Cars vs. Faster Horses: The Power of Design Thinking

by Ethan Feldman

imagesThis blog post was written by Ethan Feldman, an Architecture major at University of Virginia with a passion for innovative design.

If you polled the average person on the street on what they thought Design Thinking meant, the overwhelming response would likely be: “is it just thinking about art and design?”

This response speaks to a broad misconception that overlooks the potentials of a Design Thinking approach to revolutionize conventional problem solving outside of the traditional design field, especially in addressing critical social issues. As Henry Ford once said, “If I’d asked my customers what they wanted, they’d have said ‘faster horses.’” Instead of discovering a challenge and trying to simply “fix” it, Design Thinkers re-frame an issue into something worth grappling with, and addresses it with an approach that encourages innovation and gives ideas meaning.

The concept of Design Thinking, or attacking the root cause of a challenge rather than alleviating the symptoms, can be a crucial game-changer when it comes to addressing social, environmental and humanitarian issues. One example of a company employing Design Thinking is Coca Cola, who recently implemented a program in Asia in conjunction with Ogilvy & Mather that has reinvented recycling through an entire line of supplementary bottle attachments. These attachments allow the soda containers to live second lives as spray bottles, dumbbells, squirt guns, soap dispensers and even instruments. Instead of tackling recycling as it has traditionally been approached (e.g. placing more recycling bins in more locations), Coke used a Design Thinking strategy to attack the issue at the source and ensure that a large number of plastic bottles never enter the waste stream at all. With an issue where everyone is seemingly trying to make the “horse” faster, Coke went ahead and invented the “car.”

 

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Coca Cola’s replacement bottle caps that revolutionizes recycling

 

A major element of the Design Thinking process is conducting extensive research and interviews that allow change agents to fully understand an issue, overcome any misconceptions and ultimately create something that has greater, more expansive impact. Project for Public Spaces (PPS), known for reinventing spaces such as Times Square and Bryant Park, uses a Design Thinking approach when revitalizing low-income and impoverished areas. A project recently completed in an economically disadvantaged community in Central Detroit represents the application of their extensive research towards implementing meaningful social change in this community.

As the PPS team researched this particular community’s challenges, they learned that the neighborhood is located in a food desert where necessities like fresh food and transportation are very inaccessible. In addition, many of the neighborhood residents are squatters and other individuals who can’t afford the gas or electricity necessary for working kitchens. By creating a produce store for the community that provided access to healthy local food options and other essential food products, PPS began the process of revitalizing this Central Detroit community. Through focus groups and workshops, they then determined a need for a food truck that delivers produce directly to community residents. The real difference maker, however, was the creation of a community kitchen and garden that allows people to be much more self-sufficient, even providing training and cottage industry jobs for residents. Suddenly, at a relatively low cost, this community has a new source of food, income and pride. This particular project emphasizes the importance of research to understand the true needs of a group of people and/or community. It speaks to the evolutionary nature of Design Thinking and the importance and power of a willingness to adapt ideas as they are being implemented to maximize impact on an ongoing basis.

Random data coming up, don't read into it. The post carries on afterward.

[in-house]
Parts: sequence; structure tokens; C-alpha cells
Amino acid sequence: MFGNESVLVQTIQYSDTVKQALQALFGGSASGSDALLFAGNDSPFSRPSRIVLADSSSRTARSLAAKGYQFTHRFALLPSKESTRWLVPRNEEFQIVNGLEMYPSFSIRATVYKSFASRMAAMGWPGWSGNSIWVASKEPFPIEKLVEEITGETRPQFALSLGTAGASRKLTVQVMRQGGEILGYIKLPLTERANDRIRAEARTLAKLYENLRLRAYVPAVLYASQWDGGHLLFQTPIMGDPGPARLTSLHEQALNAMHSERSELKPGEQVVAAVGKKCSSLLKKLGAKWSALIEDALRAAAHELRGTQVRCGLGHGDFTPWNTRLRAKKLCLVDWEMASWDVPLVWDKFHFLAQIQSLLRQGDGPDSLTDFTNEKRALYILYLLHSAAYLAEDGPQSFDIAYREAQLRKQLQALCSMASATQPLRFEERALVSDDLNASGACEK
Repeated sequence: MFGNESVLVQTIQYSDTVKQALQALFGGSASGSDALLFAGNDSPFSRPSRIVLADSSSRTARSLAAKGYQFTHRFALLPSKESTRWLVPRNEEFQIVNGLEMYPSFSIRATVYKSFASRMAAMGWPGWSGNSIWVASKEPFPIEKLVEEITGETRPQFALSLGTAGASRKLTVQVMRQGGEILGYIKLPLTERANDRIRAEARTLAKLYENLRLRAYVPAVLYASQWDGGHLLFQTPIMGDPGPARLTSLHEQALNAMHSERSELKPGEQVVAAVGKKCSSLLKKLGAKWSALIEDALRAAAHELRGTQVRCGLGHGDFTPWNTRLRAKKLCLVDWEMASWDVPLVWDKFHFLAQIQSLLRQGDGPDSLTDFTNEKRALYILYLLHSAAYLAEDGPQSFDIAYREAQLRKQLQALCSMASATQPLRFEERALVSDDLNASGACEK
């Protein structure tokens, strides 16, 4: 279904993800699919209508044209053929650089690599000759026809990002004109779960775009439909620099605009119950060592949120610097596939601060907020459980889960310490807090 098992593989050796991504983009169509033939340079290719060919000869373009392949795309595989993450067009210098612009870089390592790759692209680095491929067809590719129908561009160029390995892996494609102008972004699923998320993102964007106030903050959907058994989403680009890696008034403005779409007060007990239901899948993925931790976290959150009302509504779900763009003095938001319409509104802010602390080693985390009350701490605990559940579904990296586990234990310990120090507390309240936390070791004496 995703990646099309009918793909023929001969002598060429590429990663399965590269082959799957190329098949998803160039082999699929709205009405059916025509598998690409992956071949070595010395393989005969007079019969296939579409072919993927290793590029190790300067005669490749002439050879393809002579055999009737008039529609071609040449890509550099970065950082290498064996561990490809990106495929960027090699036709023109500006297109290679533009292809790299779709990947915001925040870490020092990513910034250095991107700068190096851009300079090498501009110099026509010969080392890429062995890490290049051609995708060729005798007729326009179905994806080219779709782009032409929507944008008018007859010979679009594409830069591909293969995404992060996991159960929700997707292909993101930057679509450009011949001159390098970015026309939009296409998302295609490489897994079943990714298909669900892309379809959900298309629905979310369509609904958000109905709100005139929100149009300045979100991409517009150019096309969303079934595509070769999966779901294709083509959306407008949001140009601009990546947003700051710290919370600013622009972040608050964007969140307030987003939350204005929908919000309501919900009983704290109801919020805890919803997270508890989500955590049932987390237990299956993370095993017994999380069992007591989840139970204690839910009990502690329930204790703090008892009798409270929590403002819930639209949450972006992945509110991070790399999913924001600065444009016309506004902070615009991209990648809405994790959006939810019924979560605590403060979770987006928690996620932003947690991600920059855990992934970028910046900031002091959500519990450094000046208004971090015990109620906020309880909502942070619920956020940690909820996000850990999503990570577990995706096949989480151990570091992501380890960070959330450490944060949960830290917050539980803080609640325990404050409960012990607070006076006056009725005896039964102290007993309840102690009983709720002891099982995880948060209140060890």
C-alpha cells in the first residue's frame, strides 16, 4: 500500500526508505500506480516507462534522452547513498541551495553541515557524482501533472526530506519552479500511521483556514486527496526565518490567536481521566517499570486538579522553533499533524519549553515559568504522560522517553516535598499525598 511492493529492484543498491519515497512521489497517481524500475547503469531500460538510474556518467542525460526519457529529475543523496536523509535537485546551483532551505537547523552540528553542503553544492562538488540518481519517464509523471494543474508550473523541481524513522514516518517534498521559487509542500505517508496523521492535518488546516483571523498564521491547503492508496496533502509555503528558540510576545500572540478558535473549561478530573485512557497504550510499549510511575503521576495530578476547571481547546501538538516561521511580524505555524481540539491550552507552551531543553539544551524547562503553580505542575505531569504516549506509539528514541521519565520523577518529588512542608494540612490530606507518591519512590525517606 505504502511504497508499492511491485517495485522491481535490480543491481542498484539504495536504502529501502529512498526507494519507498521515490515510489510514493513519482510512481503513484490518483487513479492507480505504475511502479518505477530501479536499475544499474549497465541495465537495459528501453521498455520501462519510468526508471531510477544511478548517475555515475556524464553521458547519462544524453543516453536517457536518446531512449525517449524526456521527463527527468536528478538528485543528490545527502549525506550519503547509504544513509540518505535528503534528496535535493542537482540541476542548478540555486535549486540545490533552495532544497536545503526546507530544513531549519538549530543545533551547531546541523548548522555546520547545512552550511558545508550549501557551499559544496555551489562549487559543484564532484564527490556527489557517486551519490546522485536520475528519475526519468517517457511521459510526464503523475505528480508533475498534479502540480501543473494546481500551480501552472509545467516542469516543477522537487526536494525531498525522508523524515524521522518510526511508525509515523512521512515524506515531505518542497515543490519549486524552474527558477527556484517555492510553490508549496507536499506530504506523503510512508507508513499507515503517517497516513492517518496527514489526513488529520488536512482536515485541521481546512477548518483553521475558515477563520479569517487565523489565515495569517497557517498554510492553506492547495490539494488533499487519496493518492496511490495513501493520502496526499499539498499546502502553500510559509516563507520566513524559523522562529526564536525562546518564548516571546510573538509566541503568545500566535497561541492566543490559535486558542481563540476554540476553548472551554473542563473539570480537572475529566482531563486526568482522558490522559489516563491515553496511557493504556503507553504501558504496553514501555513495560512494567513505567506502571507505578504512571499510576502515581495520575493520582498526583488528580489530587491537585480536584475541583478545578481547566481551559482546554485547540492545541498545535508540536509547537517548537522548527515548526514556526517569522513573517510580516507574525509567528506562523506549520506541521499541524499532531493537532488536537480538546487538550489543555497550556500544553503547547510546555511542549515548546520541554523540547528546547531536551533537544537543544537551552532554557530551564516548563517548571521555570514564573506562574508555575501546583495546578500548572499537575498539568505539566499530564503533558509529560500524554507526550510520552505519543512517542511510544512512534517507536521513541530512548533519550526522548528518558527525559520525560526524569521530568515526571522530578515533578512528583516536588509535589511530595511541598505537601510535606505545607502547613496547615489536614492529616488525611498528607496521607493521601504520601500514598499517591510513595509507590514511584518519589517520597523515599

In addition to deep research, Design Thinking also encourages creativity and an environment that fosters new, original ideas. One way this is achieved is through bringing together diverse and cross-sector groups for collective ideation and strategy sessions. The results of this process are evident in social issue advertisements such as Action by Christians Against Torture’s (ACAT) poster campaign. In partnership with Y&R, a global PR and advertising agency firm, ACAT developed a new and attention grabbing approach to promote their cause. Rather than everyday posters, ACAT designed an image of arms bound together as if behind someone’s back with the message: “Victims are people just like you and me.” Strategically placed on the backs of airplane, bus, and train seats, this imagery and messaging makes it appear as though the person in the seat in front of you is being forcibly restrained and, therefore, successfully humanizes torture through its graphics and copy. Thinking outside of the box allowed the campaign to reach a broad audience and communicate in a way that a traditional poster or billboard with the same image never could.

 

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Action by Christians Against Torture’s Ad Campaign

 

Ultimately the above examples demonstrate that design has plenty to offer other sectors of the business world and of society, and it’s time we embrace some of design’s ideas and practices. Design Thinking brings together the power of creativity, research, and brainstorming together in one innovative process. By accepting this field across all disciplines, we can, as a society, more readily create “cars” and stop trying to speed up our “horses.” From up-cycled bottles to rejuvenated, self-sufficient neighborhoods, these ideas should be the norm, not the exception, when it comes to addressing social issues.

 

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